Looking for more info about buying or selling a home? Please reach out, and subscribe to our weekly emails to never miss a beat about Denver real estate!

What Forbearance Means for You

Over 4 million Americans have put their loans into forbearance.

Up until recently, there has been a lot of uncertainty about what it means when a borrower’s loan goes into forbearance. Will there be a huge lump sum owed at the end of the forbearance period? Will it have an impact on credit? Will people be able to purchase or refinance in the future if a loan has gone into forbearance? Initially, the CARES Act did not provide clear guidelines or statements regarding any of those questions, resulting in many borrowers unable to take advantage of record low rates and uncertain if the forbearance policies in place would cause more harm than good.

Now for the good news. On Tuesday, May 19th, the Federal Housing Agency (Fannie Mae and Freddie Mac) provided clarity regarding what forbearance means to borrowers, and gave guidance on how Fannie Mae and Freddie Mac loans will handle repayment, as well as how it will affect a borrower in the future.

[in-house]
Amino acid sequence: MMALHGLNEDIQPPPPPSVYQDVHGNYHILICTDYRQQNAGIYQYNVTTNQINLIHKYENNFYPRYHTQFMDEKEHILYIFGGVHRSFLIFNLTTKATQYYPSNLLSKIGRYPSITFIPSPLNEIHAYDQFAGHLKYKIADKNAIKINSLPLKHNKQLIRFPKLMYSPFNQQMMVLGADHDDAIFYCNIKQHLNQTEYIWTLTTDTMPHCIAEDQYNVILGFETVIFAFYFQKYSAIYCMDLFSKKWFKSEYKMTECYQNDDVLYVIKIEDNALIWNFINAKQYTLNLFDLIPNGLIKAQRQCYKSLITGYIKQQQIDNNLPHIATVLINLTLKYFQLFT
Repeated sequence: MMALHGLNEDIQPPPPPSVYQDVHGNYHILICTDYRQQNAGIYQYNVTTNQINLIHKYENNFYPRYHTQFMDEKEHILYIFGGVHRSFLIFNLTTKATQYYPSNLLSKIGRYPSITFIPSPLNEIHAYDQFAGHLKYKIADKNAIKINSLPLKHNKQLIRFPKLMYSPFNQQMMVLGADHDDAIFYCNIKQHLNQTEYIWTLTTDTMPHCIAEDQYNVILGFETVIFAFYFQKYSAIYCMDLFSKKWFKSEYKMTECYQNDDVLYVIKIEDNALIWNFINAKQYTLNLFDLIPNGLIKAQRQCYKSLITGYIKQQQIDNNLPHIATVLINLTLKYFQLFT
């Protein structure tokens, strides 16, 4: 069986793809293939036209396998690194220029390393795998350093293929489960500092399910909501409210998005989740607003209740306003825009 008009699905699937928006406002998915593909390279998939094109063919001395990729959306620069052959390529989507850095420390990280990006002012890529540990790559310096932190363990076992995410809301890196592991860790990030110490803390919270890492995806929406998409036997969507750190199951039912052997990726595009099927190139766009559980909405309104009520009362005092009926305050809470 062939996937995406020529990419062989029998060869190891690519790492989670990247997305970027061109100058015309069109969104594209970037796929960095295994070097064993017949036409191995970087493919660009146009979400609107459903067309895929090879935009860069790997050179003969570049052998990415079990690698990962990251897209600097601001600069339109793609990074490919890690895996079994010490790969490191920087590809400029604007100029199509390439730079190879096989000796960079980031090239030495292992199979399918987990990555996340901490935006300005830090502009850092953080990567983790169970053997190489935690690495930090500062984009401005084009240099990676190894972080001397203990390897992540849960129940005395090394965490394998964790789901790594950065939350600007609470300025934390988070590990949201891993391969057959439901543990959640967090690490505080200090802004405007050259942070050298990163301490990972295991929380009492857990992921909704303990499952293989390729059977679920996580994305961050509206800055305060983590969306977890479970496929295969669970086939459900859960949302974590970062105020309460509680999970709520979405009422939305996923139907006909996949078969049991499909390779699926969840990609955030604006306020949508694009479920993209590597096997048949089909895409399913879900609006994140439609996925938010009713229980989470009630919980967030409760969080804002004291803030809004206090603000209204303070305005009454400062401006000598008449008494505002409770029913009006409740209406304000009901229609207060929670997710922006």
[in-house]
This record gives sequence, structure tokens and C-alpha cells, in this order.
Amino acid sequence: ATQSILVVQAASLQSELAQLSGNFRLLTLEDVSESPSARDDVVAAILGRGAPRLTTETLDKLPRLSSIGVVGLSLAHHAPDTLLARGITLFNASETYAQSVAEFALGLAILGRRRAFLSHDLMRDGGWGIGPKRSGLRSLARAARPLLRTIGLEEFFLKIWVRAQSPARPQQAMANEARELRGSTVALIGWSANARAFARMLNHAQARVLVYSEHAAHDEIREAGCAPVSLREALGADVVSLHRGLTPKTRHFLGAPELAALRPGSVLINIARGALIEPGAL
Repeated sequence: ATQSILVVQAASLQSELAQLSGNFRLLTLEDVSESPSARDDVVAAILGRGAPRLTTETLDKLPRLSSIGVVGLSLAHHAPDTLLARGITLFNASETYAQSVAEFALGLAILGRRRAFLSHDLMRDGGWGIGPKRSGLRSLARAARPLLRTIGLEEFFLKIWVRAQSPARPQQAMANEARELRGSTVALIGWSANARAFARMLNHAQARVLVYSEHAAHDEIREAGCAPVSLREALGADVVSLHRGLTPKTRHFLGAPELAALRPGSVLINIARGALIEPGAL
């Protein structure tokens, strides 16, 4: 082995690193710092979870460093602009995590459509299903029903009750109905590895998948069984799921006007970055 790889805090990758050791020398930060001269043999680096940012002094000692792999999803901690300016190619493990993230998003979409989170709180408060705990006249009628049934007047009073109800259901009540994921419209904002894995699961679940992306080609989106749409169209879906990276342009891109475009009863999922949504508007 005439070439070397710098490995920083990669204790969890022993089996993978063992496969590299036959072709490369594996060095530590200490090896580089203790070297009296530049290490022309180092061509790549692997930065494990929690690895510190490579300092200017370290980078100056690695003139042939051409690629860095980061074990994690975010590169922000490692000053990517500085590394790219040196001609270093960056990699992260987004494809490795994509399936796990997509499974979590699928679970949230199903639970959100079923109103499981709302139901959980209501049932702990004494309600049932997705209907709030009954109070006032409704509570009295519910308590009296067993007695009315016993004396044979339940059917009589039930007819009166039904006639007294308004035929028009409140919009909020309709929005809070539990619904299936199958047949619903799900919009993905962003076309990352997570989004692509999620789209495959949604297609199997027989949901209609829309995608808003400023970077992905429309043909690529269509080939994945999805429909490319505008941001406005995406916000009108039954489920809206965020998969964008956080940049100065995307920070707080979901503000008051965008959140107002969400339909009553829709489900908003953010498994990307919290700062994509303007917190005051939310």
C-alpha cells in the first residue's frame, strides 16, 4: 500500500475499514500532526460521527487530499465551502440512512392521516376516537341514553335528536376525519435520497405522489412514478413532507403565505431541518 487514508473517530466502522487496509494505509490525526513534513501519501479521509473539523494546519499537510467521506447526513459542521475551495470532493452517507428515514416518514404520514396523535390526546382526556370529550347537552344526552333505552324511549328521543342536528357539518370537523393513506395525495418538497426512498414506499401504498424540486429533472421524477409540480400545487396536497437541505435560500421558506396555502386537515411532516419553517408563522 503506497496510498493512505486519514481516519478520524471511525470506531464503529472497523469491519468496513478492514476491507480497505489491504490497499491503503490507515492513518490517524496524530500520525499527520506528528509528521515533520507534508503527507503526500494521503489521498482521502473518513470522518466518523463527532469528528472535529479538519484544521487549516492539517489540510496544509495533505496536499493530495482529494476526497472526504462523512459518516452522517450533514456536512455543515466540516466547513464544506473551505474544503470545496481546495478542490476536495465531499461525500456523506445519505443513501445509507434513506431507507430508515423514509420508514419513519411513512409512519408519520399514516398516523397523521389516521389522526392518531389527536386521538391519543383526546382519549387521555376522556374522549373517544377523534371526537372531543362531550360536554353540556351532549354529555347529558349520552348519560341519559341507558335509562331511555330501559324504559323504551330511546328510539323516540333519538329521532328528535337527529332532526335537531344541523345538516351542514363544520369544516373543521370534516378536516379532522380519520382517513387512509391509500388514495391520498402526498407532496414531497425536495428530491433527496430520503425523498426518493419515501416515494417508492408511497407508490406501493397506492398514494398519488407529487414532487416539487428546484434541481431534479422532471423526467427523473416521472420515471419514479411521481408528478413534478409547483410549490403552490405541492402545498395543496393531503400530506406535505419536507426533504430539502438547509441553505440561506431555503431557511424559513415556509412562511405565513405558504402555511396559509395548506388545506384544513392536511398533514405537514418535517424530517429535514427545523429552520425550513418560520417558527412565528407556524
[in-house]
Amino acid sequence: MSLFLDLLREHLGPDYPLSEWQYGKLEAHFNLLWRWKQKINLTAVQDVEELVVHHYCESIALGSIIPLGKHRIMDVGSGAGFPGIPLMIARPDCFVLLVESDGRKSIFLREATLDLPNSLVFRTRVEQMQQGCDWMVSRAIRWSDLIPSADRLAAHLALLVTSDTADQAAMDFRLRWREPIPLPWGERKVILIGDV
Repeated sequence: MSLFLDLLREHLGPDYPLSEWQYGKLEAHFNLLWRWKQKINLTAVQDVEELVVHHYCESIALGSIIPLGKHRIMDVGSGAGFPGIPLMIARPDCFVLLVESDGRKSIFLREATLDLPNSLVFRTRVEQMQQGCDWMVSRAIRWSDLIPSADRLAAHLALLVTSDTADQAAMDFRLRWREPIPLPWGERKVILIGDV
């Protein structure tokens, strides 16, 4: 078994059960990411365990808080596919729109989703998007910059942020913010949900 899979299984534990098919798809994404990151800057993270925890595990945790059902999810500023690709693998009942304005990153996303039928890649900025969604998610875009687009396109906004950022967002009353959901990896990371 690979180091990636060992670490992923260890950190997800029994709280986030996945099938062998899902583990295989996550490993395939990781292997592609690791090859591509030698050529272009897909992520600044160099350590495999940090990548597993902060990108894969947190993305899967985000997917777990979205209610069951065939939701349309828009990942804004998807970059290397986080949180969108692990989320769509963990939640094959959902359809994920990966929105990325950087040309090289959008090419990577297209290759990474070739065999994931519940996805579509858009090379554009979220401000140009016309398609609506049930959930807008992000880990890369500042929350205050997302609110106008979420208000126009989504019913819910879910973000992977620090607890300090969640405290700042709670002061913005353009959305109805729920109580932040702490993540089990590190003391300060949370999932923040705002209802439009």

Here’s what it means for you.

Let us start by saying, if you’ve not been impacted financially by COVID-19 and can keep paying your payments on time and in full, you should. Forbearance or deferment is not forgiveness, and that money does not go away. So, if you can still pay, that is your best option.

Can you purchase or refinance in the future? Yes! Fannie Mae and Freddie Mac borrowers will be allowed to purchase a new home or refinance their current mortgage even if a loan has gone into forbearance. The borrower must show three consecutive months of payments after the forbearance period has ended. Additionally, if your loan has gone into forbearance accidentally (many Fannie Mae and Freddie Mac loans were being placed into forbearance, if a borrower even breathed the word), you can purchase or refinance immediately if your payments are up to date, without having to wait the three-month period.

Will you have to owe a lump sum at the end of your forbearance period? Not unless you want to. Here are a few ways borrowers can exit a forbearance plan:

  • A borrower can pay the sum of the missed payments in full when their forbearance period ends.
  • A borrower can defer the payments to the end of the loan. For example, if you were in forbearance for six months, you could tack those six months onto the end of your loan, adding an additional six months of payments before maturity. You can do this for up to 12 months, per the Federal Housing Finance Agency.
  • A borrower can use a repayment plan. They can pay the amount due or missed payments, over the course of 36 months or until they are up to date on their payments.